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ATTRA Organic Tobacco Production

A Publication of ATTRA - National Sustainable Agriculture Information Service  1-800-346-9140  www.attra.ncat.org

By George Kuepper and Raeven Thomas, Updated by Katherine Adam NCAT Agriculture Specialist © 2008 NCAT

Contents

Foreword........................... 1 Introduction..................... 2

Tobacco Culture.............. 2 Transplant Production..................... 2 Field Growing ............... 5 Harvesting..................... 7 Curing ............................. 7

This publication is a general overview, not a detailed plan for growing organic tobacco—either for contract producers or for backyard growers.

Foreword

As of 2003, the former federal tobacco pro- gram—consisting of price supports, quotas/ acreage allotments, and no-net-cost assess- ments for burley, flue-cured, dark, and cer- tain cigar leaf tobaccos—was terminated. Growers with acreage allotments were com- pensated by means of a buy-out. That same year, the Santa Fe Natural Tobacco Co. was acquired by RJ Reynolds, which, according to a company spokesman, planned to move production of its natural brand, American Spirit Tobacco, overseas.

References ........................ 8 Resources .......................... 8

At present, two U.S. grower networks are recruiting for contract production of organic tobacco for new product lines:

  • Organic Smoke, 2014 Redlawn Rd.,

Boydton, VA 23917

• Organic Leaf Cooperative, 2932 Newton Rd., Viroqua, WI 54665

coffee, ginger, wheat grass, vetch, clover, alfalfa and rye seed, shade and ornamental trees, Indian corn, sugar cane, CRP land, and [designated on-farm] wildlife habitat.” It is possible that no acres were planted in organic tobacco that year. [Organic acreage statistics for tobacco for subsequent years are being compiled.]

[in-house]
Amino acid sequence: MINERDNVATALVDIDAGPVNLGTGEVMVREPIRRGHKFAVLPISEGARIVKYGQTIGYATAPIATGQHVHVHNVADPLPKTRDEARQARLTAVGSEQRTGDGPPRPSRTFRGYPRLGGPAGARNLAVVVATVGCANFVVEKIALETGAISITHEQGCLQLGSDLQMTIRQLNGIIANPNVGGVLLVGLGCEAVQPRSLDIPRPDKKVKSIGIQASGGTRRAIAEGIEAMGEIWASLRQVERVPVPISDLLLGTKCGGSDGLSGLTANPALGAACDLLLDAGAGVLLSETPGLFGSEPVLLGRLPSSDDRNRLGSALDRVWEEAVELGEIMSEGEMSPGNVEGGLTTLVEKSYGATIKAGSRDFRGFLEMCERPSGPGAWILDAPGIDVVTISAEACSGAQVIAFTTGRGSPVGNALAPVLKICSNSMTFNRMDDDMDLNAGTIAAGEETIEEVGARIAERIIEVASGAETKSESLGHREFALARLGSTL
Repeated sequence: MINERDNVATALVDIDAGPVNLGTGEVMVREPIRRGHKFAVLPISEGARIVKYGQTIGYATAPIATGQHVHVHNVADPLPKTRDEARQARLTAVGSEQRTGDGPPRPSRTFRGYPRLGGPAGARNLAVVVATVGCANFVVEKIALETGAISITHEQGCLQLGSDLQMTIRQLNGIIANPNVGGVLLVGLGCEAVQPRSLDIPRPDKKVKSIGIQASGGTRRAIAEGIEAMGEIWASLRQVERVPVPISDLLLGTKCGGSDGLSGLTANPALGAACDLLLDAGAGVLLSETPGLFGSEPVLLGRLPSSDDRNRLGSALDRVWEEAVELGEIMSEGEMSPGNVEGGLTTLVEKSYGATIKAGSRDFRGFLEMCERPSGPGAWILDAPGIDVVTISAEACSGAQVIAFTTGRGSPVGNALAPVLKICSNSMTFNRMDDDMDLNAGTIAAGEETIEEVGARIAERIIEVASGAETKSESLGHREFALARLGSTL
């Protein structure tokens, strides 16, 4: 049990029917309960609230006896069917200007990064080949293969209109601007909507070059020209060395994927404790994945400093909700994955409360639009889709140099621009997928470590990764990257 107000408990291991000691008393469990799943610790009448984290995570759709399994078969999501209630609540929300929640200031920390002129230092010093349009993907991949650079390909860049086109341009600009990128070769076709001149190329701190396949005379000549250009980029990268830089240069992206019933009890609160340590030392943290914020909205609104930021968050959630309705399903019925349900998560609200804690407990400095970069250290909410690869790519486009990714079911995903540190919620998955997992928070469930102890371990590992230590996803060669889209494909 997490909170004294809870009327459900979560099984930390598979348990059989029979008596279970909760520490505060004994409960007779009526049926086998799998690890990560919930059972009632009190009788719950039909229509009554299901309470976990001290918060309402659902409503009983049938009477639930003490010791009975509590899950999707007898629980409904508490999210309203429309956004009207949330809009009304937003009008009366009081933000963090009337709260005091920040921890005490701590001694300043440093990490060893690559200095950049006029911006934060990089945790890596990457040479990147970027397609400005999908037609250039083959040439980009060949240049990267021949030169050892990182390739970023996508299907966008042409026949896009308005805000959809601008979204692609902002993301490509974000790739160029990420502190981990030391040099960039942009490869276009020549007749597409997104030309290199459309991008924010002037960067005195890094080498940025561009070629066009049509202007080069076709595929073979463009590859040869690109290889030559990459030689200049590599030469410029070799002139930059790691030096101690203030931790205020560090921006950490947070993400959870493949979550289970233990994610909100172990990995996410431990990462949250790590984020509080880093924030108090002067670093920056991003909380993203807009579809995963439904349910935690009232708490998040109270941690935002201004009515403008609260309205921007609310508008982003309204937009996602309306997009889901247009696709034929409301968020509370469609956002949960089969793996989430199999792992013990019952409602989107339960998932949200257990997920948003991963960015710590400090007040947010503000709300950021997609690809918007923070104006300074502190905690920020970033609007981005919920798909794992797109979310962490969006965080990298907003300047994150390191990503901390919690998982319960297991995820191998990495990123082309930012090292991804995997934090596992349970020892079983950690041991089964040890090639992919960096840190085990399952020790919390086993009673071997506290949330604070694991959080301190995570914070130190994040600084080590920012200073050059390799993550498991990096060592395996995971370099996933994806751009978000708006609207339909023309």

Production contracts for 2007 were signed with growers in Wisconsin, Kentucky, Vir- ginia, and North Carolina, but growers in other states are eligible to apply. The com- panies are seeking experienced tobacco growers that have organic certification already in place.

After 2003, when USDA/ERS began to pub- lish organic production statistics, tobacco was lumped in with “unclassified crops, other land.” This means that we can only say, “no more than X acres were devoted to organic tobacco” in a given state.

• Alabama........... 51 acres • Kentucky .......... 28 acres • North Carolina . 248 acres • Virginia ........ 1,079 acres • Wisconsin ..... 1,637 acres

In 2005, the latest year for which statis- tics have been published, no more than the designated number of acres shown below was devoted to “Christmas trees, tobacco,

Research on organic tobacco is being con- ducted at North Carolina State University by a former principal of Santa Fe Natural Tobacco Co.

ATTRA—National Sustainable Agriculture Information Service is managed by the National Cen- ter for Appropriate Technology (NCAT) and is funded under a grant from the United States Department of Agriculture’s Rural Business-Cooperative Service. Visit the NCAT Web site (www. ncat.org/sarc_current. php) for more informa- tion on our sustainable agriculture projects.

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